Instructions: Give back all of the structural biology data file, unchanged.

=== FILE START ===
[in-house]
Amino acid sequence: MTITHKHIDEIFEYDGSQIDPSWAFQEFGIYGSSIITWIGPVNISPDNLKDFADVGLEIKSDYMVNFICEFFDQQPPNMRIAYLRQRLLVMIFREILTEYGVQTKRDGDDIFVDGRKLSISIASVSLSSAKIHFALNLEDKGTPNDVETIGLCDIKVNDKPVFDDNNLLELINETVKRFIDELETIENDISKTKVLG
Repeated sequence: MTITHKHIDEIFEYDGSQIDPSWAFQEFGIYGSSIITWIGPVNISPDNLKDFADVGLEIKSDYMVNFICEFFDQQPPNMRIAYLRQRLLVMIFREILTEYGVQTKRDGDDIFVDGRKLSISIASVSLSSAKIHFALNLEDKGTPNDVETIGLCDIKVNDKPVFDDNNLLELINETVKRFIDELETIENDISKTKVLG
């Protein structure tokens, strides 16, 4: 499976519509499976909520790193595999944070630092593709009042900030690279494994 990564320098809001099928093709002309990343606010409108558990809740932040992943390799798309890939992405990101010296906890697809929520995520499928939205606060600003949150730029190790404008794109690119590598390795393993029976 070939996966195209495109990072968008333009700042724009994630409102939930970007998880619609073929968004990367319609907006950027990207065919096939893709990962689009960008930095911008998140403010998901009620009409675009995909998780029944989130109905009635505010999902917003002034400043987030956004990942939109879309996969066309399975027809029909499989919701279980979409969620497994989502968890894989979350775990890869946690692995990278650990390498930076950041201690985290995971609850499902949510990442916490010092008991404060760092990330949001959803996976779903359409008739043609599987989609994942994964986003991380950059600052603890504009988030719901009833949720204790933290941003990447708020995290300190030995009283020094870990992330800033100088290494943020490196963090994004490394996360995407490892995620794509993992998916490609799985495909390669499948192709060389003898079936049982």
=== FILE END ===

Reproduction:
[in-house]
Amino acid sequence: MTITHKHIDEIFEYDGSQIDPSWAFQEFGIYGSSIITWIGPVNISPDNLKDFADVGLEIKSDYMVNFICEFFDQQPPNMRIAYLRQRLLVMIFREILTEYGVQTKRDGDDIFVDGRKLSISIASVSLSSAKIHFALNLEDKGTPNDVETIGLCDIKVNDKPVFDDNNLLELINETVKRFIDELETIENDISKTKVLG
Repeated sequence: MTITHKHIDEIFEYDGSQIDPSWAFQEFGIYGSSIITWIGPVNISPDNLKDFADVGLEIKSDYMVNFICEFFDQQPPNMRIAYLRQRLLVMIFREILTEYGVQTKRDGDDIFVDGRKLSISIASVSLSSAKIHFALNLEDKGTPNDVETIGLCDIKVNDKPVFDDNNLLELINETVKRFIDELETIENDISKTKVLG
């Protein structure tokens, strides 16, 4: 499976519509499976909520790193595999944070630092593709009042900030690279494994 990564320098809001099928093709002309990343606010409108558990809740932040992943390799798309890939992405990101010296906890697809929520995520499928939205606060600003949150730029190790404008794109690119590598390795393993029976 070939996966195209495109990072968008333009700042724009994630409102939930970007998880619609073929968004990367319609907006950027990207065919096939893709990962689009960008930095911008998140403010998901009620009409675009995909998780029944989130109905009635505010999902917003002034400043987030956004990942939109879309996969066309399975027809029909499989919701279980979409969620497994989502968890894989979350775990890869946690692995990278650990390498930076950041201690985290995971609850499902949510990442916490010092008991404060760092990330949001959803996976779903359409008739043609599987989609994942994964986003991380950059600052603890504009988030719901009833949720204790933290941003990447708020995290300190030995009283020094870990992330800033100088290494943020490196963090994004490394996360995407490892995620794509993992998916490609799985495909390669499948192709060389003898079936049982």